Why Traditional Antivirus Is Doomed


Traditional Antivirus

With more and more people performing more and more everyday activities online, cyber-crime has become a major growth industry. However, while the criminals’ methodology continues to evolve, in terms of both ingenuity and sophistication, the majority of home computer users are still relying heavily on traditional and antiquated antivirus technology.

Computer security has always been a hot topic and one which is purely subjective. That’s largely because the level of protection required is specific to each individual user and generally commensurate with the user’s level of computer savvy. An advanced computer user, for example, will not only be computer savvy but also security savvy – the two, more often than not, going hand in hand. Consequently, most advanced users tend to require only a basic form of protection– their primary defense being what’s between the ears.

At the other end of the scale, novice users, or those who have not managed to come to grips with the technology, are far less security savvy and usually require greater levels of protection. One thing is for certain– there has never been and never will be any antivirus product which can protect users from themselves. That said, there are security technologies available which have the potential, in my opinion, to provide far more effective protection.

Sandboxing and Light Virtualization

Sandboxing: a technology whereby data associated with the user’s computer activity, including online, is selectively isolated into a special folder (or sandbox) thereby eliminating any changes to, or effect upon, the system. When the user has finished whatever they are doing, they simply empty the Sandbox and everything is gone, including any malware or nasties picked up along the way– Sandboxie being a typical example.

Pretty much any program can be run in a sandbox, and users can quite easily choose to retain any data they want to keep. Sandboxing technology firmly places the emphasis on security. For example; Sandboxie’s product page describes the software thus:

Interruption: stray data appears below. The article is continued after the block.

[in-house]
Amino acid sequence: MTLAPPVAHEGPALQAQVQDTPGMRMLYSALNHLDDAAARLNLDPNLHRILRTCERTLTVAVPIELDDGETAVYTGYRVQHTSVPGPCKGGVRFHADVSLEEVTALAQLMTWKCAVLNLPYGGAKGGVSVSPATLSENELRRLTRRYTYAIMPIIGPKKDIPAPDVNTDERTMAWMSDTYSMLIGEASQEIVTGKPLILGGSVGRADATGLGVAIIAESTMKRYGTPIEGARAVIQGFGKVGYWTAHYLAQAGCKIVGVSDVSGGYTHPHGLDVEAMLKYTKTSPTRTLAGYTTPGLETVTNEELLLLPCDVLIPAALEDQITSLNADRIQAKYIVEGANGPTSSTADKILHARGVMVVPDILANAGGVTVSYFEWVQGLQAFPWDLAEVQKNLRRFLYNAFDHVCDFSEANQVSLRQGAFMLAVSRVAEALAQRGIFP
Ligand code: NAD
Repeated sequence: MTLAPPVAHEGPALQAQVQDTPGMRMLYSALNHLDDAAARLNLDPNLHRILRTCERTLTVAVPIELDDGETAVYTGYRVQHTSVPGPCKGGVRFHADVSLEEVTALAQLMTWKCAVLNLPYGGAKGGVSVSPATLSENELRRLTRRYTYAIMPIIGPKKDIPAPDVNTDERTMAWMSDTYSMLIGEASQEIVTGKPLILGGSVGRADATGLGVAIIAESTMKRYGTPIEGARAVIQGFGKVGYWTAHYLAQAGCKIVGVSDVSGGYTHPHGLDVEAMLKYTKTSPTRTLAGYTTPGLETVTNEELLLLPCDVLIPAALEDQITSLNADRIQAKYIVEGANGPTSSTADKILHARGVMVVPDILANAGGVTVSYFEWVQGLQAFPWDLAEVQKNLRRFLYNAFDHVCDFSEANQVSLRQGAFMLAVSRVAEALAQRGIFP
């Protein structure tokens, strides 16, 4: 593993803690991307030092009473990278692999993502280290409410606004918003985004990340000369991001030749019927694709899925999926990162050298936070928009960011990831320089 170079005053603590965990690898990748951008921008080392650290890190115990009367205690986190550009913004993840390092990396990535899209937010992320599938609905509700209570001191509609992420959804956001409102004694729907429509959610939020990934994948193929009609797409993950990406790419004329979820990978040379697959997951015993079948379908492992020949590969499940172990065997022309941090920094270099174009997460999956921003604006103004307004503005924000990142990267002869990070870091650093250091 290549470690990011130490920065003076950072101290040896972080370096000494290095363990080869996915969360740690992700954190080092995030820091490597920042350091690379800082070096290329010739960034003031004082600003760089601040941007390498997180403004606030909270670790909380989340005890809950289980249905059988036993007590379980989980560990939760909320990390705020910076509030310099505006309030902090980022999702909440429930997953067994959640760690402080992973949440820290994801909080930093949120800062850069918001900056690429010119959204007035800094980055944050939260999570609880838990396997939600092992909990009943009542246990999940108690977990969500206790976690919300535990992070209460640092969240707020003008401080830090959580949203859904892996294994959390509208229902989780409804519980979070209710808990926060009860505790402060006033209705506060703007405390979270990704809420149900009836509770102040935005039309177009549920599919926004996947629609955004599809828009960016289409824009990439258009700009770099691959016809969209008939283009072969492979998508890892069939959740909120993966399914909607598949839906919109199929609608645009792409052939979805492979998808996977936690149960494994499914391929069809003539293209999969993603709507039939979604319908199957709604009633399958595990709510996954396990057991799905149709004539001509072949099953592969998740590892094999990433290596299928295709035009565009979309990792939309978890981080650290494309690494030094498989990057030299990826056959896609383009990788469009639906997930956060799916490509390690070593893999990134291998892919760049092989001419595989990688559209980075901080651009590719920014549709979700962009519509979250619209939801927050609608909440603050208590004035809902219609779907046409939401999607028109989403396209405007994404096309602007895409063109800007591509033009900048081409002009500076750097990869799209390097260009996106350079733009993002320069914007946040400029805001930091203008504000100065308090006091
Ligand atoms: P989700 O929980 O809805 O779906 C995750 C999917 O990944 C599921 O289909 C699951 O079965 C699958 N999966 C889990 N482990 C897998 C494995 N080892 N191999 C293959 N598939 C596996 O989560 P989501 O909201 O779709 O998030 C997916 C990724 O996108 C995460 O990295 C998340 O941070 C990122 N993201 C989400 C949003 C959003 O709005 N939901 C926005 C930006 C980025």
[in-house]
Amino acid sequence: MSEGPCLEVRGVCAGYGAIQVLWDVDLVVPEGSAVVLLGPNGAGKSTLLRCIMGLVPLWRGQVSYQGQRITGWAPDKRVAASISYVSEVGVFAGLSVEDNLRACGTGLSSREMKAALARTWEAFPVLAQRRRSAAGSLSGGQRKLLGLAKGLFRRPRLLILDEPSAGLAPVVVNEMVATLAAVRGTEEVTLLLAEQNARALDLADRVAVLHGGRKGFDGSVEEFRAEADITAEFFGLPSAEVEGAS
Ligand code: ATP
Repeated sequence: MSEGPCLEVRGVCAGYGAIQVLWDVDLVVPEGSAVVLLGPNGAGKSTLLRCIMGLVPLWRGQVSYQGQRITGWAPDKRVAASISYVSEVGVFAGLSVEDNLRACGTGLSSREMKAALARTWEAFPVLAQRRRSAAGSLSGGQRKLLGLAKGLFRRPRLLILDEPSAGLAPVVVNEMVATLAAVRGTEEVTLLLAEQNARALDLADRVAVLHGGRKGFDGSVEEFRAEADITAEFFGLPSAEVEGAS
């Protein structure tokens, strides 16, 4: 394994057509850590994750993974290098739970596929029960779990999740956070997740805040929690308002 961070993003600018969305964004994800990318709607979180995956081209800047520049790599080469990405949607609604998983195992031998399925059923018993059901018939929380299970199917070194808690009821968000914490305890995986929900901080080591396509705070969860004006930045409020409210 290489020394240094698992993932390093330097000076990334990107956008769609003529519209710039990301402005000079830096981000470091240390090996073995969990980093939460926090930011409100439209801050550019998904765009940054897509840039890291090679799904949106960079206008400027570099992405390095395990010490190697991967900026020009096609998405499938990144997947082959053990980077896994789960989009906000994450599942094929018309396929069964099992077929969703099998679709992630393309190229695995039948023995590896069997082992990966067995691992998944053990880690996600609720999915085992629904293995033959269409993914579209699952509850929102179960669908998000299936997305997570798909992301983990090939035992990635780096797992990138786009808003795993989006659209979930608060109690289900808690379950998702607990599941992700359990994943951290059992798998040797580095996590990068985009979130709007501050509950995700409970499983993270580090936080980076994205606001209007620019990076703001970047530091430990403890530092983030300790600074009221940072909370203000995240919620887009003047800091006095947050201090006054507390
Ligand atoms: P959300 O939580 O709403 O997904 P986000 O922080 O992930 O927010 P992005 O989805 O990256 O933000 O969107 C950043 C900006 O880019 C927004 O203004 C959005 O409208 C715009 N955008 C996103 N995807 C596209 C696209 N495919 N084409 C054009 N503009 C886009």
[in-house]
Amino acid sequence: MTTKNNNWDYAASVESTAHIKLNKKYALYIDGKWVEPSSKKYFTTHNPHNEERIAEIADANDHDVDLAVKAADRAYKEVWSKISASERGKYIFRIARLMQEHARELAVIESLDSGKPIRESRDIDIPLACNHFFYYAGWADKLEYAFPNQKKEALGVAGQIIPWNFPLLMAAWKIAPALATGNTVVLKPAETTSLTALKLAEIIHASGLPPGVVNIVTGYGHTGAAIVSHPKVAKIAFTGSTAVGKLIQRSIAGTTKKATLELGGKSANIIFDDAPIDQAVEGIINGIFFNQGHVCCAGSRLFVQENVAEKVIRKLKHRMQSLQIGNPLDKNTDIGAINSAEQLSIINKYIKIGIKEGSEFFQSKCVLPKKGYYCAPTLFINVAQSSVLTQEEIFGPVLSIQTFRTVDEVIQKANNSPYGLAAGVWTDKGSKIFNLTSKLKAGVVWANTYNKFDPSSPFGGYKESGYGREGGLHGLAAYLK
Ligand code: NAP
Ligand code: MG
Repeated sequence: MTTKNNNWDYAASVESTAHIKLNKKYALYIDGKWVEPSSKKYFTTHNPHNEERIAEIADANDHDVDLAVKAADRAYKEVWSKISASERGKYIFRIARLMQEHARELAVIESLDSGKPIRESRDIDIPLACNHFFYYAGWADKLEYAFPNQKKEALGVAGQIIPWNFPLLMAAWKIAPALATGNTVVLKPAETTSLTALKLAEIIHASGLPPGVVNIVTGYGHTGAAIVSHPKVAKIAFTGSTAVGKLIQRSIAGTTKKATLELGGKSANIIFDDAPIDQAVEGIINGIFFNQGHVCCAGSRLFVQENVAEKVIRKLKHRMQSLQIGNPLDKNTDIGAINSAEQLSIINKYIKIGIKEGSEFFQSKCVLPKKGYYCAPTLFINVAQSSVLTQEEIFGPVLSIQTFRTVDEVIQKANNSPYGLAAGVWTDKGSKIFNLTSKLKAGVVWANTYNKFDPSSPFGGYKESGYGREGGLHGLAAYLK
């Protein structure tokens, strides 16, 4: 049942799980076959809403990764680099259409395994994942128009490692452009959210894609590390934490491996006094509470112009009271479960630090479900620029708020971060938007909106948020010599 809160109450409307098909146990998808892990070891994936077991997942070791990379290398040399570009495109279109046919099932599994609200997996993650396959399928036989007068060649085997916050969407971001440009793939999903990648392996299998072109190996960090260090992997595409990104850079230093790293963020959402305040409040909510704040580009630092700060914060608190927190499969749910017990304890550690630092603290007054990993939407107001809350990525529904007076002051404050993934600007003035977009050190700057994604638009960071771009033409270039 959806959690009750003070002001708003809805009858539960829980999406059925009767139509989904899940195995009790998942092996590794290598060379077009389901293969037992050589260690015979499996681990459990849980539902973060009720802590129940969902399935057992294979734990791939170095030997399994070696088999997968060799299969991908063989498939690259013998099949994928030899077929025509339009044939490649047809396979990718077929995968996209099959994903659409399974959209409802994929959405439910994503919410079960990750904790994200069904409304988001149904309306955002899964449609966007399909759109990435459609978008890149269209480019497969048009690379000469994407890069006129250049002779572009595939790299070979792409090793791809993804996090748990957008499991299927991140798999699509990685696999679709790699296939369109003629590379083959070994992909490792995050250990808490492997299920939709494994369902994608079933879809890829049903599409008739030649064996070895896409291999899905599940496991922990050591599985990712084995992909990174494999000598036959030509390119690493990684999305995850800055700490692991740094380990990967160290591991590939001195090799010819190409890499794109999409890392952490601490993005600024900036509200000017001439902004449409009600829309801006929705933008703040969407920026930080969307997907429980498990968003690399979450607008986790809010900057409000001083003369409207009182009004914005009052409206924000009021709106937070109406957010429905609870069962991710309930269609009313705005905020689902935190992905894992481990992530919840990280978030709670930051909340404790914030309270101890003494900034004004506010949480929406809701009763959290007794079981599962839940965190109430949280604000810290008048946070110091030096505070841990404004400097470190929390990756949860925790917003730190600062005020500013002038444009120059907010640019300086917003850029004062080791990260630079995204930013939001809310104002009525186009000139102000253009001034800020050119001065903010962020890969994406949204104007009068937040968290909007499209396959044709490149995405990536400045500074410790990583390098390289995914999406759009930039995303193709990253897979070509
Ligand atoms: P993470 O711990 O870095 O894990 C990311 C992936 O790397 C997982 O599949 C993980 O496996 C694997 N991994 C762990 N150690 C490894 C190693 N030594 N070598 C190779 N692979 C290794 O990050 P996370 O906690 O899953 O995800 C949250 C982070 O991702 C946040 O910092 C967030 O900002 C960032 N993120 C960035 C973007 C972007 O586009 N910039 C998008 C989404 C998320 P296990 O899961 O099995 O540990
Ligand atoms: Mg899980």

Sandboxie uses isolation technology to secure your favorite web browser and block malicious software, viruses, ransom-ware and zero day threats by isolating such attacks in the Sandbox, leaving your system protected.

There are two types of virtualization: full and light. Full virtualization refers to a virtual machine running an operating system as a separate entity within the host (or existing) operating system.


Light Virtualization

Light virtualization is when a specific type of software is used to place the existing operating system in a virtual environment, or sandbox. I guess it could be described as system-wide sandboxing. In simplistic terms, light virtualization works by first creating a system snapshot which is then restored upon reboot, thereby discarding any changes. ToolWiz Time Freeze is a typical example of light virtualization software.

While quite a few light virtualization programs have been released over the years, they haven’t exactly set the world on fire, with several going by the wayside. Largely because, to date, none have proven to be entirely issue free. Also, the consensus among most experts is that, in their current form, these types of programs do not provide 100% protection against certain types of malware, and there have been instances in the past which confirm this view. Furthermore, these programs do not generally include ‘discard changes’ or ‘retain changes’ options at the point of rebooting. While there are generally options included to selectively retain data, the process can be quite complex for novice users.